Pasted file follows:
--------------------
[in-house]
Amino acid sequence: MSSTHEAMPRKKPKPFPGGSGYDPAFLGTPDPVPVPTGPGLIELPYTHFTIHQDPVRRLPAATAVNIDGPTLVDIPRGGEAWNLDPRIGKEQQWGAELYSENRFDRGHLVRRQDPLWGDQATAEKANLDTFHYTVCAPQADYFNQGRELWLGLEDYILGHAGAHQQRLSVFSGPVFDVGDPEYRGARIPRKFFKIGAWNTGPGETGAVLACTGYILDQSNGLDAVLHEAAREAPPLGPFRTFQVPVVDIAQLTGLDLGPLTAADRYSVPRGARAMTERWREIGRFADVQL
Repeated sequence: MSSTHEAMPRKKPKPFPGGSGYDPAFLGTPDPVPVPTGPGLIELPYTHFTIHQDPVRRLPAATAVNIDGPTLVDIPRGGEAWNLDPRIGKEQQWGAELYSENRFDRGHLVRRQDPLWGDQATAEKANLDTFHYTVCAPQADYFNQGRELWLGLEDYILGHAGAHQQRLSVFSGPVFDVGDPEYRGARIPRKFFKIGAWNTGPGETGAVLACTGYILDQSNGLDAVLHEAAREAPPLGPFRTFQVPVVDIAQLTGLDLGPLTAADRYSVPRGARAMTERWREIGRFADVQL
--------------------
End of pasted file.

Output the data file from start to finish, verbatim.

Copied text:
[in-house]
Amino acid sequence: MSSTHEAMPRKKPKPFPGGSGYDPAFLGTPDPVPVPTGPGLIELPYTHFTIHQDPVRRLPAATAVNIDGPTLVDIPRGGEAWNLDPRIGKEQQWGAELYSENRFDRGHLVRRQDPLWGDQATAEKANLDTFHYTVCAPQADYFNQGRELWLGLEDYILGHAGAHQQRLSVFSGPVFDVGDPEYRGARIPRKFFKIGAWNTGPGETGAVLACTGYILDQSNGLDAVLHEAAREAPPLGPFRTFQVPVVDIAQLTGLDLGPLTAADRYSVPRGARAMTERWREIGRFADVQL
Repeated sequence: MSSTHEAMPRKKPKPFPGGSGYDPAFLGTPDPVPVPTGPGLIELPYTHFTIHQDPVRRLPAATAVNIDGPTLVDIPRGGEAWNLDPRIGKEQQWGAELYSENRFDRGHLVRRQDPLWGDQATAEKANLDTFHYTVCAPQADYFNQGRELWLGLEDYILGHAGAHQQRLSVFSGPVFDVGDPEYRGARIPRKFFKIGAWNTGPGETGAVLACTGYILDQSNGLDAVLHEAAREAPPLGPFRTFQVPVVDIAQLTGLDLGPLTAADRYSVPRGARAMTERWREIGRFADVQL